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RSTP Questions

May 20th, 2017 Go to comments

Note: If you are not sure about Rapid Spanning Tree Protocol, please read our Rapid Spanning Tree Protocol RSTP Tutorial.

Question 1

Explanation

There are only three port states left in RSTP that correspond to the three possible operational states. The 802.1D blocking, and listening states are merged into the 802.1w discarding state.

* Discarding – the port does not forward frames, process received frames, or learn MAC addresses – but it does listen for BPDUs (like the STP blocking state)
* Learning – receives and transmits BPDUs and learns MAC addresses but does not yet forward frames (same as STP).
* Forwarding – receives and sends data, normal operation, learns MAC address, receives and transmits BPDUs (same as STP).

STP State (802.1d) RSTP State (802.1w)
Blocking Discarding
Listening Discarding
Learning Learning
Forwarding Forwarding

Although the learning state is also used in RSTP but it only takes place for a short time as compared to STP. RSTP converges with all ports either in forwarding state or discarding state.

Question 2

Explanation

The question says “no other configuration changes have been made” so we can understand these switches have the same bridge priority. Switch C has lowest MAC address so it will become root bridge and 2 of its ports (Fa0/1 & Fa0/2) will be designated ports -> E is incorrect.

Because SwitchC is the root bridge so the 2 ports nearest SwitchC on SwitchA (Fa0/1) and SwitchD (Gi0/2) will be root ports -> B and F are correct.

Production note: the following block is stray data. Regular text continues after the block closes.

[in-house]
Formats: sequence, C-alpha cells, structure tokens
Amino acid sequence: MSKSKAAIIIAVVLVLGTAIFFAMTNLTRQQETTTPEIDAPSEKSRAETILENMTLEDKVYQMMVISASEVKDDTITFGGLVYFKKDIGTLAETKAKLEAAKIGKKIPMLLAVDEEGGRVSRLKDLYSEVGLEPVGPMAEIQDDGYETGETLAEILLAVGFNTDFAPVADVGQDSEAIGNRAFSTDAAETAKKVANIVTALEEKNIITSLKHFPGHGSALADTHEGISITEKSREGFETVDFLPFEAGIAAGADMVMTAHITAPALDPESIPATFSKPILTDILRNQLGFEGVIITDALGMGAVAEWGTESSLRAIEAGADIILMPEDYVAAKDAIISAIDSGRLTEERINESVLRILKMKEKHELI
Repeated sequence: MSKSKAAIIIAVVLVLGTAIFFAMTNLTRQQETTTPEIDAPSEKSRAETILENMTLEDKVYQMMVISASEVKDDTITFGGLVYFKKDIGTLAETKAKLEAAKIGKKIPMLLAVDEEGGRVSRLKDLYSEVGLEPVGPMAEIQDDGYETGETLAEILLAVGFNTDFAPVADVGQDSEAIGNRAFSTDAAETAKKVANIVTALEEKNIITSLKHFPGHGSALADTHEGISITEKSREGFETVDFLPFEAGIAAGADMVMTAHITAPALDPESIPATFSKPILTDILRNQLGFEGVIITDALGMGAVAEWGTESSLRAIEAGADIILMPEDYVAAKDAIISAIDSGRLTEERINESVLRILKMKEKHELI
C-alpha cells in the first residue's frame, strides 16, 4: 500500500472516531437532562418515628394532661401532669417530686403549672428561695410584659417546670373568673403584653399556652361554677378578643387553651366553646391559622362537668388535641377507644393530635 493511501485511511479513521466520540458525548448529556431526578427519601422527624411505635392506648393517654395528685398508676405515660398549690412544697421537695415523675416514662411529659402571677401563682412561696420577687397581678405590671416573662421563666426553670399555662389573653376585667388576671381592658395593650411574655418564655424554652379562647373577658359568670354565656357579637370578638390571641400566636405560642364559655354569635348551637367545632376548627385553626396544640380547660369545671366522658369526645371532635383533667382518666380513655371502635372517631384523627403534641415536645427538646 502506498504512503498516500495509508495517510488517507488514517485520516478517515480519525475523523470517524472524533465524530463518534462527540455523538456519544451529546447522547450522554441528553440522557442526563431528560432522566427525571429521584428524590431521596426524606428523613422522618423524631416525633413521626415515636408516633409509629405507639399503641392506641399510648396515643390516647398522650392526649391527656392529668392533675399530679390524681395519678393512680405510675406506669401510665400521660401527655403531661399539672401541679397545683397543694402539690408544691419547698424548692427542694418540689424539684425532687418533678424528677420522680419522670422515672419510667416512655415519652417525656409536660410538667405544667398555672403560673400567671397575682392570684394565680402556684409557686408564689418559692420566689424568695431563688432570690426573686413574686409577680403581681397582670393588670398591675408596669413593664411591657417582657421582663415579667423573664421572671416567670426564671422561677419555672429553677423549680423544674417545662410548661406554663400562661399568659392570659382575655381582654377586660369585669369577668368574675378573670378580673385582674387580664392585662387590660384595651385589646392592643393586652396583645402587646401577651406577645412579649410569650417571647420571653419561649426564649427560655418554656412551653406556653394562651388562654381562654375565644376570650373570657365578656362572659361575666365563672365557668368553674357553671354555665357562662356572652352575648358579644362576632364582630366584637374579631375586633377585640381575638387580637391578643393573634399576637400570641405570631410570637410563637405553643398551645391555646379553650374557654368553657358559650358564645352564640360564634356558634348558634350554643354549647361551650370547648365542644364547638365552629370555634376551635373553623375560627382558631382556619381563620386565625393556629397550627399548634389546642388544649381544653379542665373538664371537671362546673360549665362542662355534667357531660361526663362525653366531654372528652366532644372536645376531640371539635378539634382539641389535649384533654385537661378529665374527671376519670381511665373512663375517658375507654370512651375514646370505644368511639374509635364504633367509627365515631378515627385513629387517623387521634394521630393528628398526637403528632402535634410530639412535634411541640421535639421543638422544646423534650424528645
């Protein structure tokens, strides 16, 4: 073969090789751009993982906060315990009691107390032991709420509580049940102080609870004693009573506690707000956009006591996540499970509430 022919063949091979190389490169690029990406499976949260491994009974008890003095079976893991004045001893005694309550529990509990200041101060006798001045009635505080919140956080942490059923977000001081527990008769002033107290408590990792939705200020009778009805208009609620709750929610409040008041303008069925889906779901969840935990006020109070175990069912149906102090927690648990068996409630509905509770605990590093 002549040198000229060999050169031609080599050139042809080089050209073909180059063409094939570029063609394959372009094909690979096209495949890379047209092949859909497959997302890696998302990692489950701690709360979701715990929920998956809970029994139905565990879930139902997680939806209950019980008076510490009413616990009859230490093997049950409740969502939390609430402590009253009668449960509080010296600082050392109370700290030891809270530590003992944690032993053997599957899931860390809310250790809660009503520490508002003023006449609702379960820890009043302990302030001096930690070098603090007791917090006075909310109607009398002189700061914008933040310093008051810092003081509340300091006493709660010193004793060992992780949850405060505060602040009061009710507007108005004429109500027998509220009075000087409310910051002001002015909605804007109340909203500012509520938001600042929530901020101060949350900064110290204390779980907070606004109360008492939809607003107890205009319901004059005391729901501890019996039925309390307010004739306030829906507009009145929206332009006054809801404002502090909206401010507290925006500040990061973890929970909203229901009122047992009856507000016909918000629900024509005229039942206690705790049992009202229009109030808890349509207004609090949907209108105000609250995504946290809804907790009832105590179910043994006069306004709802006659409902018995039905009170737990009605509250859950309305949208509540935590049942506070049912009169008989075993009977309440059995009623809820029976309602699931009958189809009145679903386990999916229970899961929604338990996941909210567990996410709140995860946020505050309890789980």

Now we come to the most difficult part of this question: SwitchB must have a root port so which port will it choose? To answer this question we need to know about STP cost and port cost.

In general, “cost” is calculated based on bandwidth of the link. The higher the bandwidth on a link, the lower the value of its cost. Below are the cost values you should memorize:

Link speed Cost
10Mbps 100
100Mbps 19
1 Gbps 4

SwitchB will choose the interface with lower cost to the root bridge as the root port so we must calculate the cost on interface Gi0/1 & Gi0/2 of SwitchB to the root bridge. This can be calculated from the “cost to the root bridge” of each switch because a switch always advertises its cost to the root bridge in its BPDU. The receiving switch will add its local port cost value to the cost in the BPDU.

In the exhibit you also we FastEthernet port is connecting to GigabitEthernet port. In this case GigabitEthernet port will operate as a FastEthernet port so the link can be considered as FastEthernet to FastEthernet connection.

One more thing to notice is that a root bridge always advertises the cost to the root bridge (itself) with an initial value of 0.

Now let’s have a look at the topology again

RSPT_port_states_explanation.jpg

SwitchC advertises its cost to the root bridge with a value of 0. Switch D adds 19 (the cost value of 100Mbps link although the port on Switch D is GigabitEthernet port) and advertises this value (19) to SwitchB. SwitchB adds 4 (the cost value of 1Gbps link) and learns that it can reach SwitchC via Gi0/1 port with a total cost of 23. The same process happens for SwitchA and SwitchB learns that it can reach SwitchC via Gi0/2 with a total cost of 38 -> Switch B chooses Gi0/1 as its root port -> D is not correct.

Now our last task is to identify the port roles of the ports between SwitchA & SwitchB. It is rather easy as the MAC address of SwitchA is lower than that of SwitchB so Fa0/2 of SwitchA will be designated port while Gi0/2 of SwitchB will be alternative port -> A is correct but C is not correct.